Anthony Wright returned to the witness stand Friday for the first time since 1993 to again deny that he had anything to do with the 1991 rape and murder of a 77-year-old Nicetown woman.

He also denied ever having confessed to the crime.

Wright's testimony mirrored that he gave a Philadelphia Common Pleas Court jury as a 21-year-old. That jury did not believe him, and he was convicted of first-degree murder and sentenced to life in prison.

On Friday, Wright, now 44, again tried to convince a jury of his innocence in a retrial won after DNA testing of sperm found in Louise Talley's body proved Wright did not rape her.

Wright's lawyer, Samuel W. Silver, got to the point: "Did you kill Mrs. Talley?"

"No, sir," Wright replied.

"Did you rape Mrs. Talley?" Silver asked.

"No, sir," Wright replied.

"Were you ever inside Mrs. Talley's house?" Silver continued.

"Absolutely not," Wright said.

But the DNA testing that resulted in the retrial was ignored by Assistant District Attorney Carlos Vega, who vigorously questioned Wright for almost 90 minutes about the evidence that convicted him more than 20 years ago.

The veteran prosecutor returned again and again, with mock skepticism, to what he called Wright's incomprehensible claims: that he had signed an eight-page confession without reading it, and that he had been framed by witnesses.

"I just wanted to go home," Wright testified, explaining why he had signed the confession.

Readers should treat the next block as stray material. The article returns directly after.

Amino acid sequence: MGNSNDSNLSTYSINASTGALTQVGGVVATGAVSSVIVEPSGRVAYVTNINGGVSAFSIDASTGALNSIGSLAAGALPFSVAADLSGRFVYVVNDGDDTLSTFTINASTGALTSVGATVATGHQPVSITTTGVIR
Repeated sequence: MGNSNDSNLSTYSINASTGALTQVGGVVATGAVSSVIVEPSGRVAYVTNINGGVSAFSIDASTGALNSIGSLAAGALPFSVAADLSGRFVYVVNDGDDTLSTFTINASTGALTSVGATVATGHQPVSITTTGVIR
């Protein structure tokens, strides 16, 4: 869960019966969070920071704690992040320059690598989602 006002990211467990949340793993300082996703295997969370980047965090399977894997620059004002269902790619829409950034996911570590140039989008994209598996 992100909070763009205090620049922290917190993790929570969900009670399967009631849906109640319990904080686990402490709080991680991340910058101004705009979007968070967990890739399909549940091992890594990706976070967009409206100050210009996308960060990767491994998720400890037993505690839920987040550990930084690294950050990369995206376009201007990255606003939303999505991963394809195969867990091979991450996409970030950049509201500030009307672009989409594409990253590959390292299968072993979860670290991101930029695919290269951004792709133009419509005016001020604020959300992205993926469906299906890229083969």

Wright said that after homicide Detective Manuel Santiago arrived at this mother's house on Oct. 20, 1991, he voluntarily agreed to go Police Headquarters to answer questions.

"He was very cordial the whole way," Wright said, until they got into a homicide room and Santiago told him he had witnesses who said - and evidence that indicated - Wright had raped and stabbed to death the victim inside her home at 3959 Nice St.

After three to four hours of accusations and denials, Wright said Friday, Santiago left and two other detectives came in. He said he was handcuffed to a chair, and one detective held his neck while the other put his face so close their noses touched.

Wright said one detective threatened to "poke his eye out" and sexually assault him.

"I never told him anything," Wright testified.

Wright said Santiago and another detective then reentered the room and presented him with eight handwritten pages, and told him to sign and initial them "if he wanted to go home."

Wright said he signed.

"So you say you signed all kinds of papers with all kinds of writing on them and you think they're going to let you go home?" Vega asked. "Do you think that when someone cuffs you to a chair and threatens you with violence that they're going to let you go home?"

Yes, Wright replied, because "I knew I didn't do anything."

Wright was the main witness in the second day of the defense case that rested at day's end.

Vega and co-prosecutor Bridget Kirn told Common Pleas Court Judge Sandy L.V. Byrd that they want to present two rebuttal witnesses when the trial resumes Monday.

But Byrd told the jurors before they left for the weekend that on Monday they will hear closing arguments and begin deliberations.

Wright was convicted in 1993 based on his confession and the testimony of two men. One said Wright admitted the slaying to him; the other testified that Wright asked him to be a lookout while he went inside Talley's house.

Three teenage boys also testified they saw Wright loitering outside Talley's house, and two witnesses said they saw him go inside.

The two witnesses have since died. All three teenage witnesses from 1993 testified in the retrial and recanted their original statements.

In 2014, the District Attorney's Office agreed to a new trial for Wright after his legal team, including the Innocence Project of New York, presented evidence - validated by the city police's own DNA analysts - that proved Wright could not have been the man who raped Talley.

jslobodzian@phillynews.com 215-854-2985 @joeslobo www.philly.com/crimeandpunishment